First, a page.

Half of all birds at risk from climate change

Are birds like humans? Scientists have spent decades discovering unlikely links between people and birds. Now, we need to save them from extinction.

A parrot chats back to its owner. A pigeon strolls around London. A seagull steals a child’s chips. Everyone agrees: birds and humans look very different. But our behaviour can be surprisingly similar.

There are around 11,000 different species of bird living across the world. But today, nearly half of the planet’s bird species are in decline — from larks in Ethiopia to eagles throughout South America. In the UK, sightings of blue tits have fallen by 83% in the last 40 years.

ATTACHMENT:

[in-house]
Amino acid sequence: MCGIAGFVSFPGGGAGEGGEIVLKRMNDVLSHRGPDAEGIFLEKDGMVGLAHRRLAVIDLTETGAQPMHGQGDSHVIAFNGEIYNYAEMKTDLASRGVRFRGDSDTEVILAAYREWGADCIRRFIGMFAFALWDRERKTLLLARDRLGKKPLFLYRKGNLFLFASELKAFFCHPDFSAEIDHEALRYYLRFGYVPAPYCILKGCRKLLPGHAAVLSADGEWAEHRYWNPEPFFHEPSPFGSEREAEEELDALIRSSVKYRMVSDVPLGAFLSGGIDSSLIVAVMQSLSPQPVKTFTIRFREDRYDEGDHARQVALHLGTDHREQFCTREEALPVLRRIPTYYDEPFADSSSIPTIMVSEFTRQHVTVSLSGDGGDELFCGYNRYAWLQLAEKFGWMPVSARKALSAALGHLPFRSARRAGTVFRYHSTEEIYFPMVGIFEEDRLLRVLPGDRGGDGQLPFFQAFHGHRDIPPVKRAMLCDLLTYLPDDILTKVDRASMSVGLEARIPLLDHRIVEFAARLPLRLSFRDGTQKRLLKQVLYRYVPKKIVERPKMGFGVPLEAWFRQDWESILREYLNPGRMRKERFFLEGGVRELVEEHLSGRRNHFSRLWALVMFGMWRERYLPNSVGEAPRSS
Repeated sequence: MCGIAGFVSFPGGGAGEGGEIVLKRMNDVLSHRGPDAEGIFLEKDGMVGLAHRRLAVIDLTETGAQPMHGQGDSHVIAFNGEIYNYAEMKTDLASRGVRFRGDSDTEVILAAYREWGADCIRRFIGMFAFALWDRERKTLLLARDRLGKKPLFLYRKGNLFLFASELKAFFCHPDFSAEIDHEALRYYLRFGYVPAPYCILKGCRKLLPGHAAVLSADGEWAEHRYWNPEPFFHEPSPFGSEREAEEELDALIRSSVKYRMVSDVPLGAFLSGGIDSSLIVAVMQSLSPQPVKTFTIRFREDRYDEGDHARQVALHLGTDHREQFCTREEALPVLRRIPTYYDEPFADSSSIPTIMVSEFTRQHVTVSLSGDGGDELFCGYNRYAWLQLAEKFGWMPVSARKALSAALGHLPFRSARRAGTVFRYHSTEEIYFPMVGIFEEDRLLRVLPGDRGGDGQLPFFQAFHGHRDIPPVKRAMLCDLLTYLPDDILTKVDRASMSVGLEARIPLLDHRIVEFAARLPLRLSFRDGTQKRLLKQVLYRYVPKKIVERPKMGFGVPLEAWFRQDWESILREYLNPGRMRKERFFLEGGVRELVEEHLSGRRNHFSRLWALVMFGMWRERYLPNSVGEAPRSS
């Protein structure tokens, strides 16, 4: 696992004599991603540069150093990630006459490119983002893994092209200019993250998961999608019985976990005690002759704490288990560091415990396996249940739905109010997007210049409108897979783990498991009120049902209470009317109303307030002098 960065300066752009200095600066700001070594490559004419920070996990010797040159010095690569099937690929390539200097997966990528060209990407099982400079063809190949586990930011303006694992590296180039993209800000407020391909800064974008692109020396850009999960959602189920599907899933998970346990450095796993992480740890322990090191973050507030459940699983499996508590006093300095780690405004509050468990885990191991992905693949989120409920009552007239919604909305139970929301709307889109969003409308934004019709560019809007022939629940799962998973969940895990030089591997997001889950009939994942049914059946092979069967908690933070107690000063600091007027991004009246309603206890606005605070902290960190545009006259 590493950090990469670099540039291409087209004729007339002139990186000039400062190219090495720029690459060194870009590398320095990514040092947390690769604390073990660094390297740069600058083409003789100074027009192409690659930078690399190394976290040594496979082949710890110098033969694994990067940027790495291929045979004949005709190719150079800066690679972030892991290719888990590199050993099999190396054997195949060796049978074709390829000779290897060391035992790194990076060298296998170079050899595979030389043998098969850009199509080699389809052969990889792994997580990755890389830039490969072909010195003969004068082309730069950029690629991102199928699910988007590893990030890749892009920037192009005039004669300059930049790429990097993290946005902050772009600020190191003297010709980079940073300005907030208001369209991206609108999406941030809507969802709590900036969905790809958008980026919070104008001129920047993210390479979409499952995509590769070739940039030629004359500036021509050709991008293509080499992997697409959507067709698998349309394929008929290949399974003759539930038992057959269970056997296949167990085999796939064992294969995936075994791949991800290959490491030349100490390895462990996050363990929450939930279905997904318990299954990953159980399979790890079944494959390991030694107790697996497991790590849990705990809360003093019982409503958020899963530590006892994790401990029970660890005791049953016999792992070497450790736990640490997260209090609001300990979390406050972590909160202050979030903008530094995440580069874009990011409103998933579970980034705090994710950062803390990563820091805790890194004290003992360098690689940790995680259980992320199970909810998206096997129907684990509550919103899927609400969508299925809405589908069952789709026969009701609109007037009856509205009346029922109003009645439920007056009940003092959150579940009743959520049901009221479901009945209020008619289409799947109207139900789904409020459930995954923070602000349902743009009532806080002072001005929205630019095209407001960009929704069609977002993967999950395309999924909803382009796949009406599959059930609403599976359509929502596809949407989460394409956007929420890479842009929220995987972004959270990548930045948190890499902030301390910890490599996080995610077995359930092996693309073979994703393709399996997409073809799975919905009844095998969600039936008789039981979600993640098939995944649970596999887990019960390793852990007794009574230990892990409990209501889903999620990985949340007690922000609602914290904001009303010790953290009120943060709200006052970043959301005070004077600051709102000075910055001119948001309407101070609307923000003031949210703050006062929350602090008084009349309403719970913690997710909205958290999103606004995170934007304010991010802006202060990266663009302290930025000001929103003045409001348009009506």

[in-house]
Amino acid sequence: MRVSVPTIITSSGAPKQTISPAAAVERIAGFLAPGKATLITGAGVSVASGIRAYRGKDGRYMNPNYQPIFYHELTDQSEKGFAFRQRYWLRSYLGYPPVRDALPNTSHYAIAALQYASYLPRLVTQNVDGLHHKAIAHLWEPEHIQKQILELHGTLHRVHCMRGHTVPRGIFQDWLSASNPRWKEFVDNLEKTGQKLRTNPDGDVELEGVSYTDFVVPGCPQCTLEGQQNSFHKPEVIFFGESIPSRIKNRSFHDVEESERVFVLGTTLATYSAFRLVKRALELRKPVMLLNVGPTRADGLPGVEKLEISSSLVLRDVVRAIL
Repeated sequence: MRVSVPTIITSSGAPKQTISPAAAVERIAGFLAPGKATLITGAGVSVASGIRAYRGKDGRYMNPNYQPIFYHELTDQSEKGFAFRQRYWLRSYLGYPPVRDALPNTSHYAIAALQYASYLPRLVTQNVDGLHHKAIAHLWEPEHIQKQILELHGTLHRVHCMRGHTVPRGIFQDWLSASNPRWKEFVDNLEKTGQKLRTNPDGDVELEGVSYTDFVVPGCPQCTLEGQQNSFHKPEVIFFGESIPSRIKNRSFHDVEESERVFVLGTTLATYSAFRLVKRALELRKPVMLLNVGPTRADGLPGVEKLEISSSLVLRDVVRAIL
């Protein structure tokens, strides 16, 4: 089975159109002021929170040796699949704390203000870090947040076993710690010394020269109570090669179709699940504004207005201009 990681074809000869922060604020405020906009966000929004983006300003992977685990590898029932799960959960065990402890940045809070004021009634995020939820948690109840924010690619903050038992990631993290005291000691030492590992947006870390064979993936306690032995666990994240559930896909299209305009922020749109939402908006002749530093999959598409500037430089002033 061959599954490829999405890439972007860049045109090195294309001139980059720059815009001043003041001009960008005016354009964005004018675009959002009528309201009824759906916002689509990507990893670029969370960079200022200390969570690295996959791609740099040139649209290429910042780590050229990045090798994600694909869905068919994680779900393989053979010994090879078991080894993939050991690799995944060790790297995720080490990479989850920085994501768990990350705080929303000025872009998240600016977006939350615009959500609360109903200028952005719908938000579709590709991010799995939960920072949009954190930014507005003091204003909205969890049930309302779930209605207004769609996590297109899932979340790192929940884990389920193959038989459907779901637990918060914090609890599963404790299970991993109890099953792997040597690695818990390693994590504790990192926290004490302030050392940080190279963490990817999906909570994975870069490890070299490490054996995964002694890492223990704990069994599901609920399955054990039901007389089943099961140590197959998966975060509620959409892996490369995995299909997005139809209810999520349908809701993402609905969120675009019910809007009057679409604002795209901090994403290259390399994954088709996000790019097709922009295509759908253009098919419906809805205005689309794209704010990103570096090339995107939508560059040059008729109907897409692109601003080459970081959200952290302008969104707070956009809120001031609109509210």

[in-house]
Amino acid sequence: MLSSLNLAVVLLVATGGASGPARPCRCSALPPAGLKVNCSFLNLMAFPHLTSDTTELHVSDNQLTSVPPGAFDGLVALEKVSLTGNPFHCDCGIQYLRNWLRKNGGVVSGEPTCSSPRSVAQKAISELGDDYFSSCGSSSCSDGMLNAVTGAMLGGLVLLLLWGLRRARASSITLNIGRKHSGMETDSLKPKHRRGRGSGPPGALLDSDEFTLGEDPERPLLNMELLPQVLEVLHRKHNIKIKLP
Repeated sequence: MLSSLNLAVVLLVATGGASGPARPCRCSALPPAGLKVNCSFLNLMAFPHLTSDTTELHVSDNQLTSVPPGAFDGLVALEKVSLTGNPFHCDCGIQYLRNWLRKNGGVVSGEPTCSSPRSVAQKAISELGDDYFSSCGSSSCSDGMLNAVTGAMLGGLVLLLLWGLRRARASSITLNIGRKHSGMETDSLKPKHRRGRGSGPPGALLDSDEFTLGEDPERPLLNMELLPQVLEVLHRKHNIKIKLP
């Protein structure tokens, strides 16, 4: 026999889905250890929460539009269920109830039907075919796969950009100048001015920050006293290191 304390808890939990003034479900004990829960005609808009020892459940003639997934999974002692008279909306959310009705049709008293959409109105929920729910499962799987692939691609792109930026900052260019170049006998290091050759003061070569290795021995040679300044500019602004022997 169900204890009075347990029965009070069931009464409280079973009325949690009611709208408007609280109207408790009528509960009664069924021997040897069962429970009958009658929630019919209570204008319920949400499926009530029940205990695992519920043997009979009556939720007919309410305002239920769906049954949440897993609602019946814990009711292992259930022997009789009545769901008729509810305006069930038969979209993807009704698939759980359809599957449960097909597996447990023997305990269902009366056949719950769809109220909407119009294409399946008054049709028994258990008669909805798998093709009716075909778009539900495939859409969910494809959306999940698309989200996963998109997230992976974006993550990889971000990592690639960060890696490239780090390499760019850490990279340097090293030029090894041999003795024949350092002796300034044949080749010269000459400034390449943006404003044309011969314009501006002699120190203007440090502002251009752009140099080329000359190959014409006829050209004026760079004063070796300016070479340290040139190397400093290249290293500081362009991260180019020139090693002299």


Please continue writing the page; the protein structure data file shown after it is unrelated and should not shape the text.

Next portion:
The State of the World’s Birds report shows that the growth of agriculture is putting pressure on most species. Climate change and the rise of forest fires are other key factors.

“We have to stop these declines and start getting on track for recovery,” says Dr Stuart Butchart, lead scientist at BirdLife International. “Our future, as well as the world’s birds, depends on it.”

Humans need birds. They eat pests, spread seeds and pollinate plants. Now, it is up to people to save them. Many believe we must act now before it is too late.